Friday, November 20, 2009

Road Trip

Inspired by the uninspiring, a greasy old part for our old vehicle, I took the day off of household work to drive 2 hours to Lacombe.

Driving with Yvon is typical of most male roadtrips. It's all about the destination. The quickest way is best and as long as there is no need for either gas or a pee stop, we don't generally stop anywhere. We pass all of the historical marking signs along the road and I look longingly at the old dilapidated barns that I'd love to explore.

On my own though it's a different trip altogether. I can stop frequently and I can wander down small town roads even if I'm not looking for anything there or needing anything. Usually I drive towards the river or along the railway lines, or head for a steeple because that's where I find the oldest houses, or sometimes a pretty park or cemetery.

There is a very direct (and boring) route to my destination today, so I took a different one of course. One that went through a few small towns instead of skirting around them and avoiding them.

My first stop was an antique store. It was empty of people, but the bell on the door must echo in the house next door or else the lady in the window yelled to her husband that he had a customer. As he said, it was just a store with "a lot of old stuff", but he didn't add that it was beautiful old stuff. I came out empty-handed, but if I'm ever looking for furniture, The Brick offers no competition to this place.

Then I drove through a reserve. I dutifully slowed down because this town has one of the highest concentration of RCMP officers and I didn't want to add a speeding ticket to the cost of my trip. I'm always struck by the lack of pride shown in reserve houses. No flower gardens or trees, and often no windows intact. As Yvon has been preparing his applications for Metis status, I'm thankful that his family only inherited some of the blood of his aboriginal ancestors and not their current ways of life. It's not a pretty town to drive through.

The next stop was my destination, Lacombe. If I were to move to a small town in Alberta, this would be high on my list to research. It's the kind of place where people yield to non-local vehicles and they stop for pedestrians who cross where they shouldn't. And it's very pretty with their well-preserved town centre.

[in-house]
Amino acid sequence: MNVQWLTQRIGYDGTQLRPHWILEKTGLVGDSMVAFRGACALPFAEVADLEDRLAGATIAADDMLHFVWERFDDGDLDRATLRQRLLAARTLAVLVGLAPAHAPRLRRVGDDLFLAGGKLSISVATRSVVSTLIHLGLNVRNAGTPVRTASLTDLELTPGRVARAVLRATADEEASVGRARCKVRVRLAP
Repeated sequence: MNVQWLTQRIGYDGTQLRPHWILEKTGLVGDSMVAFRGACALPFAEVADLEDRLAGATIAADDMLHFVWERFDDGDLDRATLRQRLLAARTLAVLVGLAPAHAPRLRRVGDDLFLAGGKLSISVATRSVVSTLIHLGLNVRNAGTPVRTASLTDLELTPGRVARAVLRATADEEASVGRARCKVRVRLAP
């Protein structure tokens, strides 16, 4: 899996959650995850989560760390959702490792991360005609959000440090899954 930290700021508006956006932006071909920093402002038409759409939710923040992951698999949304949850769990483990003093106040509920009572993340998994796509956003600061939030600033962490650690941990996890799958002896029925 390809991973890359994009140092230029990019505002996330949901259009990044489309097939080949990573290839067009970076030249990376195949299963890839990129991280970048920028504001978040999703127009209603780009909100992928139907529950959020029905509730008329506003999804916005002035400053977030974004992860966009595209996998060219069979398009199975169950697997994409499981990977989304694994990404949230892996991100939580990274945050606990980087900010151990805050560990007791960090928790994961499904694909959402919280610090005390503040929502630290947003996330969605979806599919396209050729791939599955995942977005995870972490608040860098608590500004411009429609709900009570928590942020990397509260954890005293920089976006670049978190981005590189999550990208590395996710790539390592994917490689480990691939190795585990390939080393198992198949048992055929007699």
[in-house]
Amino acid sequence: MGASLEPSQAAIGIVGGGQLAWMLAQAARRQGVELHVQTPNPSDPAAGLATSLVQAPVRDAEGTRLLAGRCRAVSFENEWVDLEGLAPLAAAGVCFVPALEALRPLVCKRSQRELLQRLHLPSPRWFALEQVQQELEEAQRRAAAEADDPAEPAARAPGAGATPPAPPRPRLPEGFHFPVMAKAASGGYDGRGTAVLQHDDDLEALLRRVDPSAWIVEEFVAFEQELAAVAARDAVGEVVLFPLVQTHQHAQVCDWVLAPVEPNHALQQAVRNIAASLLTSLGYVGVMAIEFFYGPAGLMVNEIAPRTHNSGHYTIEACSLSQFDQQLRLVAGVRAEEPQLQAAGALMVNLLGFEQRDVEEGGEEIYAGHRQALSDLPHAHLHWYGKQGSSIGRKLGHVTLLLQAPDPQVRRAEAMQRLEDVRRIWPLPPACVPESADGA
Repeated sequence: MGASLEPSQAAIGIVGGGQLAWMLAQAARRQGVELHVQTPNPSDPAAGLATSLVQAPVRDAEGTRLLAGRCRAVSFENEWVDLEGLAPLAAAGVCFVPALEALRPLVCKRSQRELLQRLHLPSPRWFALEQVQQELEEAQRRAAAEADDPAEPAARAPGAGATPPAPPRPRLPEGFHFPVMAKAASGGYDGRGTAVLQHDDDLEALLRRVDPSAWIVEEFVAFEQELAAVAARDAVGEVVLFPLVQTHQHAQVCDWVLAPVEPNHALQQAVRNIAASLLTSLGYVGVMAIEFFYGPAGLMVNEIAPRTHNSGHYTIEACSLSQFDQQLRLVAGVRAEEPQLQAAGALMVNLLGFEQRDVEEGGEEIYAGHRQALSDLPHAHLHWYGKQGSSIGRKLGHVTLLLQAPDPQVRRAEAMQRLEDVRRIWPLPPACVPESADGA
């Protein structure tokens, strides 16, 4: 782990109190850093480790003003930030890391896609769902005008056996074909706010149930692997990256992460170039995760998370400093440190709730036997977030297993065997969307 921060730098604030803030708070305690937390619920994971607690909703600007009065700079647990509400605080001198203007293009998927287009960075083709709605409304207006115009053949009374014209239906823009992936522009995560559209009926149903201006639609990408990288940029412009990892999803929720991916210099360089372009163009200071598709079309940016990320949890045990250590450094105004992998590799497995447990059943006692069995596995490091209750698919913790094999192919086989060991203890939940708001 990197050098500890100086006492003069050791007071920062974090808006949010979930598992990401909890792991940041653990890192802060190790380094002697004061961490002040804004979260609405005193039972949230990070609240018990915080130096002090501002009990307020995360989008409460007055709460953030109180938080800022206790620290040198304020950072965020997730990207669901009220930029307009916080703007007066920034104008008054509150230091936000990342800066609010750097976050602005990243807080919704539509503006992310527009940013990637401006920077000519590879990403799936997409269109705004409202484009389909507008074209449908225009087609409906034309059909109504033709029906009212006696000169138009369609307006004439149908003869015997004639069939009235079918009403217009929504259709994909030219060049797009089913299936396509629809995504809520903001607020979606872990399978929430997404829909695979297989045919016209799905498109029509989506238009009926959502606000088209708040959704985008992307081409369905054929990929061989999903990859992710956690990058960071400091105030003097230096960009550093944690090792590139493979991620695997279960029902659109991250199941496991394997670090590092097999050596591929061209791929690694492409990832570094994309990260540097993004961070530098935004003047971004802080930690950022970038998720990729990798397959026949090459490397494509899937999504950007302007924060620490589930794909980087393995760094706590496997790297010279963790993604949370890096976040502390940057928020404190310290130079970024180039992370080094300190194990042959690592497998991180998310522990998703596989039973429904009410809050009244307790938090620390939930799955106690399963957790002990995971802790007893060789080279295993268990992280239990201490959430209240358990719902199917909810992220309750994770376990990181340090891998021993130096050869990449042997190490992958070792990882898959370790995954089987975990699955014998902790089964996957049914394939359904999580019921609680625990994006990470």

I was lucky enough to find a sign for the Farmer's Market and had time to stop in. It was great, but it was full of things I can do for myself. Lovely jams, jellies, pickles, soft flannel pajamas, and crocheted items. I treated myself to a bag of local wheat that I'm going to try to sprout.

And I bought myself a Christmas present that I cannot make for myself. I love how sharing crafters are though. She told me that I can get the pattern online for free (it's Martha Stewart's Coming Home Poncho) so that I can try to make it for my girls. I'm not sure I'm capable, but it's a nice thought. This is not one of those crafts that makes any money for the poor lady and I told her that (not that I was offering her more money!). She told me that crocheting keeps her arthritis in check and that's cheaper than medication. True enough I guess, but crafters never seem to put value on their time.

Next stop: the autowreckers. When I'd called, Mitch answered the phone and gave me directions to his shop. No address and no company name, but just instructions to head for the blue fertilizer tank. I love small towns. So I did that and stopped at the business with hundreds of cars in their lot. After driving all that way, they didn't have the part! Then they looked it up in their computer and said that Reg's down the street on the other side of the blue fertilizer tank had that part in stock.

Did Mitch work there? I asked. Yes, he does. Good. Five minutes later I had the part in my van and was ready for lunch.

I stopped at a beautiful old house called "The Stopping House" for a homemade meal of mushroom soup and a BLT. It was full of happy people eating simple food. The menu consisted of two regular desserts, one soup and one salad, plus the daily special soup, salad and sandwich. I love that kind of restaurant and it tasted great. I sat with some scrap paper writing up this post because I forgot a book (!). The owner invited me to sit over coffee and take my time because I was being so productive. Blogging is productive? That was kind of funny.

I took the quickest route home so that I would be home by the time the kids got out of school. Even that route was pretty, but I'm a prairie girl and appreciate the colors of tan and brown, with reddish willow shrubs bordering the fields.

It was a very nice roadtrip and I'm glad I spent the day this way instead of just having them send the part by Greyhound. How boring is that?


Coralee said...

Sounds like such a great day - and sounds like I would love to join you on a road trip - you and I think alike! Oh and thanks for the tip on the poncho, I've been wanting to try my hand at one!

Janet said...

That is quite a day! I like Lacombe too - I never take the time to poke around and see places (the other passengers would never stand for it :0) - I just look longingly through the window.

Adventures of Deesa said...

Ev! You should have called! I would have taken you to the cutest little coffee shop in downtown Lacombe! I'm glad you had a nice drive down! Lacombe is gorgeous!